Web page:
Today's subject is the survivor of one of the more successful ethnic cleansings to date. Less than a thousand of his people are thought to have made it offworld, scattered among the stars. For all practical intents and purposes, his people have ceased to exist. As always, names and other identifying information have been removed. Otherwise, it is presented wholly unedited. Reader discretion is advised.
Hate doesn't spring up overnight. You don't just wake up one day and decide to kill your neighbors, people you've known your whole life, on a whim. Hate is slow and festering. It takes time to reach critical mass. But once it does, there's nothing that can stop it.
Like all good feuds, the seeds were sown so far back in the past, it seems laughable now. We started off as one people, refugees from a galaxy that just didn't make sense. What you call the Force, we call Shala. Like many people, we believe that all life springs from Shala, and that Shala springs from life. Our founders taught that perfect obedience to Shala meant perfect service to life itself.
Thou shalt not kill was our highest calling. We did not kill even to eat; our food was synthetically produced, so that no plant or animal would come to harm for our sake. We even built repulsors into our shoes, so that we wouldn't crush the grass or insects beneath our feet.
At the time, the public face of Shala were the Jedi, but a Jedi's symbol of authority was a lightsaber. A weapon. To preserve life, they took it, and our founders simply couldn't countenance the idea. How could they?
And so, we found our own world, carved out own Eden among nature, and for generations, we lived in near perfect harmony. And then the Clone Wars came.
An army of droids, lifeless imitations of living beings, destroying lives by the millions. It was unthinkable! Blasphemy! How could we just sit by and watch Shala be perverted so?
That was the question our elders grappled with. Finally, they came to an agreement. Those who wished to go and serve in the fight against the droids were free to do so, so long as they remembered their vows never to take a sentient life. Those who did not were free to remain, safe from judgment. Some stayed, some went. It seemed like a perfect solution.
When the veterans returned, however, something curious happened. They had seen the outside world, and it changed them. They no longer believed that life could only be served by those willing to fight to preserve it. They discarded their repulsor shoes and wore sturdy boots, sorrowful for the lives crushed beneath their feet, but ever conscious of the sacrifice made so that they could fight if needed.
The elders tolerated their heresy with heavy hearts. It was not our way to cast out those who believed differently, but rather, to surround them with love and the light of Shala.
For a time, they were but a small minority, but their numbers grew over the centuries. Their philosophy was appealing to the young, the bold, and the reckless who craved adventure beyond the peaceful confines of our enclaves. Though no implements of war were permitted on our world, they never lacked for work as mercenaries. They returned from their wars, raised families, families who shared their beliefs and raised their own families in them. They bred more quickly, being less concerned about preserving the balance with nature, and within a handful of generations, they were no longer the minority.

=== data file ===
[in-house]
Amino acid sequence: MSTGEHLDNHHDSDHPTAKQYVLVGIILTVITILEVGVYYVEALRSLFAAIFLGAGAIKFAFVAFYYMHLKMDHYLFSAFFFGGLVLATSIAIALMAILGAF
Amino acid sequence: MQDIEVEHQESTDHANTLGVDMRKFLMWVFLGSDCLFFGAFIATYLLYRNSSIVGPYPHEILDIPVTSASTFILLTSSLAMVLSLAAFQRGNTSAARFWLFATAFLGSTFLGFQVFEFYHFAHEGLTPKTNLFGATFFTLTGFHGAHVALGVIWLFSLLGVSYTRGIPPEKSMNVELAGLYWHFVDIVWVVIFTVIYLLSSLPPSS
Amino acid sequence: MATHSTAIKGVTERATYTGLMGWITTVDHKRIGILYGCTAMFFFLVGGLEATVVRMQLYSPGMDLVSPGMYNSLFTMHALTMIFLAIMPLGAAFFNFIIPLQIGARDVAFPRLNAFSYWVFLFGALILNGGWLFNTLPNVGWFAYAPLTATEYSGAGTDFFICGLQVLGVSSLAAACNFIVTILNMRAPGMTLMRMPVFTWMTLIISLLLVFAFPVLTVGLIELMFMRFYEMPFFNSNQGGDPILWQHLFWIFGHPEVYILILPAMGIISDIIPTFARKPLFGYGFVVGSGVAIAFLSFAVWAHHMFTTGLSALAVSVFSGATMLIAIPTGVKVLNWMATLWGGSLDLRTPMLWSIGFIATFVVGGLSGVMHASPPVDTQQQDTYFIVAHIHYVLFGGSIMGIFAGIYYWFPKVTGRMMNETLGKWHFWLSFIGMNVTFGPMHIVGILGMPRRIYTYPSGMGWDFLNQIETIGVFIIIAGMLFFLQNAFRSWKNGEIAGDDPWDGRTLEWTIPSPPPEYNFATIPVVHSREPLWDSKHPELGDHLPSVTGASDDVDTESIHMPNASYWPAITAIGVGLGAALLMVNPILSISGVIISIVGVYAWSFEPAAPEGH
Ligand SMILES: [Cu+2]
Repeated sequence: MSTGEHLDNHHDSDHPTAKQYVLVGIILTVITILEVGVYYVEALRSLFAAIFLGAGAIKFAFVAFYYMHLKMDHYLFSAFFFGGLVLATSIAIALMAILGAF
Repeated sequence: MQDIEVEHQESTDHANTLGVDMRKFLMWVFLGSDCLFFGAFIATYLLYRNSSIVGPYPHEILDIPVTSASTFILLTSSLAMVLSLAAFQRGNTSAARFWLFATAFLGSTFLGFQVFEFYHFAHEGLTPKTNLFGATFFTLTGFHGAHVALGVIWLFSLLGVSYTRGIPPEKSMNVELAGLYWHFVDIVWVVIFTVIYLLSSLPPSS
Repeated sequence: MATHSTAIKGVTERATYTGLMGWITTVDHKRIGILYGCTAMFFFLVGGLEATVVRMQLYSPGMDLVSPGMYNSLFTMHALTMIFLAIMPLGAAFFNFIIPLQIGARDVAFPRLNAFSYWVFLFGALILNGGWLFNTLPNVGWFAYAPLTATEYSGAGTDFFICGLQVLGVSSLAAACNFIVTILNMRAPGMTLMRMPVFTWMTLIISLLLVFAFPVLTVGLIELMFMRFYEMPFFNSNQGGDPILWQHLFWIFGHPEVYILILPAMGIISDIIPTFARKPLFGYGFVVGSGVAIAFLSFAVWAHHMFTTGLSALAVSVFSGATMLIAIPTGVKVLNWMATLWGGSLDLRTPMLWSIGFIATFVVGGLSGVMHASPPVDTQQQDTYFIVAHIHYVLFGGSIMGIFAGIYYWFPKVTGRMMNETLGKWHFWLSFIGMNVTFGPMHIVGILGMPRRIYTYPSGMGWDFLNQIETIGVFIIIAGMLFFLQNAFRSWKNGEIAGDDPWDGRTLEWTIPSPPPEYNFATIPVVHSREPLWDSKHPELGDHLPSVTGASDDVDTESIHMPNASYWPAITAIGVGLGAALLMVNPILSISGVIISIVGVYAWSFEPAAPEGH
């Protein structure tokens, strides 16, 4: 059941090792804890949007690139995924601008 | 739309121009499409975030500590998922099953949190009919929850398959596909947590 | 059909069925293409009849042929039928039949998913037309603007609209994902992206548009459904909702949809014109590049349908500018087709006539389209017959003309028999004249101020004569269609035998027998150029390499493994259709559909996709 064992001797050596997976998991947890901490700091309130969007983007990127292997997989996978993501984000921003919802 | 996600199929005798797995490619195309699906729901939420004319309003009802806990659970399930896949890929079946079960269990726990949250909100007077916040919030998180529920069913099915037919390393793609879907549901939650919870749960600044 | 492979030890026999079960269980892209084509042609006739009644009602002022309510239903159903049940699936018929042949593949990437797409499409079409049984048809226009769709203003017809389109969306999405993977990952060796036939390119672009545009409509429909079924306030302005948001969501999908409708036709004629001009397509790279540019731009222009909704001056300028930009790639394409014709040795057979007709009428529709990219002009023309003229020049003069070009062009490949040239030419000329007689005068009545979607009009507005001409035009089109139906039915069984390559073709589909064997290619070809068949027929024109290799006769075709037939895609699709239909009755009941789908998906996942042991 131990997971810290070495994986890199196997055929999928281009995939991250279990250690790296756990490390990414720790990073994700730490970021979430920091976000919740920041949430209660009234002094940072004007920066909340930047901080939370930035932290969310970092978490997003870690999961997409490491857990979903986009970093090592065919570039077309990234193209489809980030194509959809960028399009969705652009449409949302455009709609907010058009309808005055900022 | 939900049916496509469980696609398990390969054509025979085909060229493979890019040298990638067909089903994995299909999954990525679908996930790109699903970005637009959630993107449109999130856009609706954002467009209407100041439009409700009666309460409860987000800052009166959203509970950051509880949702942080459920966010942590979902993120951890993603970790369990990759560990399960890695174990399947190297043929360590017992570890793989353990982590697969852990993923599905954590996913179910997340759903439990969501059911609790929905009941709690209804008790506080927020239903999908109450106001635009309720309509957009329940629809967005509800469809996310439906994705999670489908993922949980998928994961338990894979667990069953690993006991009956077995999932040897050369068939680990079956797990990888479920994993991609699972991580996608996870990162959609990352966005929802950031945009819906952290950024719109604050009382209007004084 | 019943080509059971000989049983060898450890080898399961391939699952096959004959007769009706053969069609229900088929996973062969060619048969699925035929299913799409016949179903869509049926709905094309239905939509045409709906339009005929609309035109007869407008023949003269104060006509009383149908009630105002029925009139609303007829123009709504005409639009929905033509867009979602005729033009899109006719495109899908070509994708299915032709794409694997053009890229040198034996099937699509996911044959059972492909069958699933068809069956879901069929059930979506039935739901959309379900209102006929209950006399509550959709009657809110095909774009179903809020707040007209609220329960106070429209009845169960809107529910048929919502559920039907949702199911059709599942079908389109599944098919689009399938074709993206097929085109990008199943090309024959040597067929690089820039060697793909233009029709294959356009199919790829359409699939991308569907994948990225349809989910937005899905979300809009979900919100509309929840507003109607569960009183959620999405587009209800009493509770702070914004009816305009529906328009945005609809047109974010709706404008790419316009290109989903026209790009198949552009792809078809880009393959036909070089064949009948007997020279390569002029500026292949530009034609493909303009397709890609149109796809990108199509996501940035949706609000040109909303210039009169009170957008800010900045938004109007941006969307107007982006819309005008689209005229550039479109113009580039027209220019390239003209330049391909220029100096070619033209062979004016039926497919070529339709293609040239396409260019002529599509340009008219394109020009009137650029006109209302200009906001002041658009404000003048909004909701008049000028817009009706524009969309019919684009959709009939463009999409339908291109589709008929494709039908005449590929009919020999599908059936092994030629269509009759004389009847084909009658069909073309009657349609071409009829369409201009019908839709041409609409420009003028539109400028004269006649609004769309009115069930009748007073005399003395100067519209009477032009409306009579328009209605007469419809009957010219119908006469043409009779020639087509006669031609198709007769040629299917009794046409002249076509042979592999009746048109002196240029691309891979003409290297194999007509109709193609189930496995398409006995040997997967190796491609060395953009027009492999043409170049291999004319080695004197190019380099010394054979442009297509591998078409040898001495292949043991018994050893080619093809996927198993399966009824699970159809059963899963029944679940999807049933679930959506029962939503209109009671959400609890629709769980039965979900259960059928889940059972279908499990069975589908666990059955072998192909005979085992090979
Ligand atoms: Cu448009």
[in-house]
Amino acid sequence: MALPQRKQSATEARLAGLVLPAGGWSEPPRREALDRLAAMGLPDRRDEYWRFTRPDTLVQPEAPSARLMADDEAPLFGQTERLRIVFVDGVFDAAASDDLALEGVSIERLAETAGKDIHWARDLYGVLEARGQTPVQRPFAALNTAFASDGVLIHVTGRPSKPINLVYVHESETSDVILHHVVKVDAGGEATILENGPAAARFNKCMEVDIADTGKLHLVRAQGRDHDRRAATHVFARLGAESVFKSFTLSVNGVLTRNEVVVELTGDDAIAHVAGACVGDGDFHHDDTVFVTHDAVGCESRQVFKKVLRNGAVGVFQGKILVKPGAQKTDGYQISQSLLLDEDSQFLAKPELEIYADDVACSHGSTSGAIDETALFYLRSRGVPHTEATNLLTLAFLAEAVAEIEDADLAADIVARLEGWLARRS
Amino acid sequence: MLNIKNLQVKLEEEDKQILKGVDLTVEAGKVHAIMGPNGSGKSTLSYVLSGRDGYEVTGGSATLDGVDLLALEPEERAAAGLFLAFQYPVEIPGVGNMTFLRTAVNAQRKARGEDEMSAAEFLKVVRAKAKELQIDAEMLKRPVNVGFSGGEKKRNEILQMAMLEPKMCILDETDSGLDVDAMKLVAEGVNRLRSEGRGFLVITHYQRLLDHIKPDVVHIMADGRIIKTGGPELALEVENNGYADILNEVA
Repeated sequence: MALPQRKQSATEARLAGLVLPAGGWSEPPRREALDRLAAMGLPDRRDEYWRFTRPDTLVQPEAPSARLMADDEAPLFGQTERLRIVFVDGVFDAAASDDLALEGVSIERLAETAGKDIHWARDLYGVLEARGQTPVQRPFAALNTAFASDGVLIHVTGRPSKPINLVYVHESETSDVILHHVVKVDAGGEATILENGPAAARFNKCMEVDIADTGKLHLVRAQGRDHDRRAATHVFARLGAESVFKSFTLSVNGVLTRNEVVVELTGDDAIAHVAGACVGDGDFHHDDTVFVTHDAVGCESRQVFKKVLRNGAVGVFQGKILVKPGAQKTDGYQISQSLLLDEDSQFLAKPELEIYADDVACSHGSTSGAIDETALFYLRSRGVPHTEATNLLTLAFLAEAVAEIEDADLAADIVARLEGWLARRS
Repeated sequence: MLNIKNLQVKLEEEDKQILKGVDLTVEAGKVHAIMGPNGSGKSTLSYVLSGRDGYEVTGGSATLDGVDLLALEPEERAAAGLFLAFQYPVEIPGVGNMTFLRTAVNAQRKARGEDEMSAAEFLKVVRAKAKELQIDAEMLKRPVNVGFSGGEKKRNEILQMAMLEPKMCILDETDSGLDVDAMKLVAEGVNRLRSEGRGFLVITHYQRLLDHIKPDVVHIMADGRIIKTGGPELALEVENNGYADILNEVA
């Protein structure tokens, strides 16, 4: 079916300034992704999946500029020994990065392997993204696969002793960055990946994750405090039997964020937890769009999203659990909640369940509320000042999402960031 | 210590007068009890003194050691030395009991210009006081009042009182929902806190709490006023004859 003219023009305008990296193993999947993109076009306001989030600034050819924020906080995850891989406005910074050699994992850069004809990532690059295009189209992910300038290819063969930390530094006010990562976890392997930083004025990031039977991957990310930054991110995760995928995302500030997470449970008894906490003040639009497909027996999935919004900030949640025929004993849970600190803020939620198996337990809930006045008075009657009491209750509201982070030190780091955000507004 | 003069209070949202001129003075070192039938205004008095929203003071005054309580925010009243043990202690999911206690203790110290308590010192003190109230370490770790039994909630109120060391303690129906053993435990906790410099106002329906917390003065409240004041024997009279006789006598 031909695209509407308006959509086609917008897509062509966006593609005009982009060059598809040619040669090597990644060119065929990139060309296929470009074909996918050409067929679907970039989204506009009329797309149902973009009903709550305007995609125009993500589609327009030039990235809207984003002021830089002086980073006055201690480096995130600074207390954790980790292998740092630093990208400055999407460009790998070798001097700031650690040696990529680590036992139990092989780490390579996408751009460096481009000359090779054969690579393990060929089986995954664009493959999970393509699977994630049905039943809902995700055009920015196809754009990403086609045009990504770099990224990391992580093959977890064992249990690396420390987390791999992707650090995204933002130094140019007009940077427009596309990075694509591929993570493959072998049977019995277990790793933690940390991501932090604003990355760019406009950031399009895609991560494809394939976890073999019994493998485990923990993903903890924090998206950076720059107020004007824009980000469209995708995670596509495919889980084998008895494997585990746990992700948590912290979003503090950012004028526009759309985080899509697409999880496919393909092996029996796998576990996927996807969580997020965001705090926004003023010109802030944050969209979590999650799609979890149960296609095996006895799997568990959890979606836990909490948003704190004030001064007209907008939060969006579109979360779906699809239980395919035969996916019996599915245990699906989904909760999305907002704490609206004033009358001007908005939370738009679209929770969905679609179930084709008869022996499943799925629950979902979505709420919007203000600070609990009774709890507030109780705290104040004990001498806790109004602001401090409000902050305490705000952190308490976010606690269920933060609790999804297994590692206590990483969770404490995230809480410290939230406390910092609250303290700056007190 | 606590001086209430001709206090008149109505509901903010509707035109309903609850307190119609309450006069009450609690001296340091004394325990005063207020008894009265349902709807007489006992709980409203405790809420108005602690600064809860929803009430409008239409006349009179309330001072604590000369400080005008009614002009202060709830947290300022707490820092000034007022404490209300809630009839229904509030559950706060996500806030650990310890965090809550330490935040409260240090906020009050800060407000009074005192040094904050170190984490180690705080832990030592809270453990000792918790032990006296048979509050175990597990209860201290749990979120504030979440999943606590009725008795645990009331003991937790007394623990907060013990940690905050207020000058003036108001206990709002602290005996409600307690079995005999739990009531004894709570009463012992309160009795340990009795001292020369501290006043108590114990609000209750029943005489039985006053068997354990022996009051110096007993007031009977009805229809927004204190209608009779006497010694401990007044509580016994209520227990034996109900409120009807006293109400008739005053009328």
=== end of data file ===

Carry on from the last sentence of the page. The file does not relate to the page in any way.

I think the original veterans would have been heartbroken to see what came from their teachings. No longer were the boots a sign of willing, sorrowful sacrifice, but of pride and arrogance. No longer were we a common people with a common culture that varied only in the details of our beliefs, but two distinct nations, living amongst one another.
What was once seen as reverence to the old ways soon became cowardice in their eyes. Those of us who wore the repulsor shoes began to find that life was no longer as harmonious as it once was. Our enclaves became ghettos, our temples vandalized. The shoes that were once a sign of devotion to Shala became a stigma, required by custom, so that our betters could identify the cowards that polluted their air.
For a time, any of us who wished to cast aside our "dishonorable" ways and join the true servants of Shala were free to do so, but that stopped about the time my grandfather was born. From then on, the blood of a coward made one a coward. We were not permitted to intermarry among the true servants. We were confined to our ghettos, and anyone caught leaving would be savagely beaten, or worse.
Truthfully, my people didn't mind the hardship. We would never have dreamed of fighting back. As the world around us became more "modern", more "civilized", we maintained our humble lives and our connection to nature. It was no hardship to preserve what we could, to worship Shala and preserve it as our forefathers before us.
And then one night, a little girl, barely more than a toddler, was separated from her parents as they ventured into the wilderness on sabbatical. By then, the practice was forbidden officially, but unofficially, the true servants, as they called themselves, often turned a blind eye. We might have been second class citizens in their eyes, but I think a part of them remembered that we shared a common ancestry, and the idea of denying us our most sacred rite made them uncomfortable.
The girl had no business in the wilderness, her parents had no business bringing her their. Children are our most precious gift, and though an adult may choose to lay down their life, if need be, so that a predator may eat, a child cannot possibly understand what that means, or accept the risk that comes with sabbatical.
She was found some weeks later, having drowned in a river that supolied water to a city of true servants. What was a tragic accident was viewed as an act of devious sabotage. The writing was on the wall.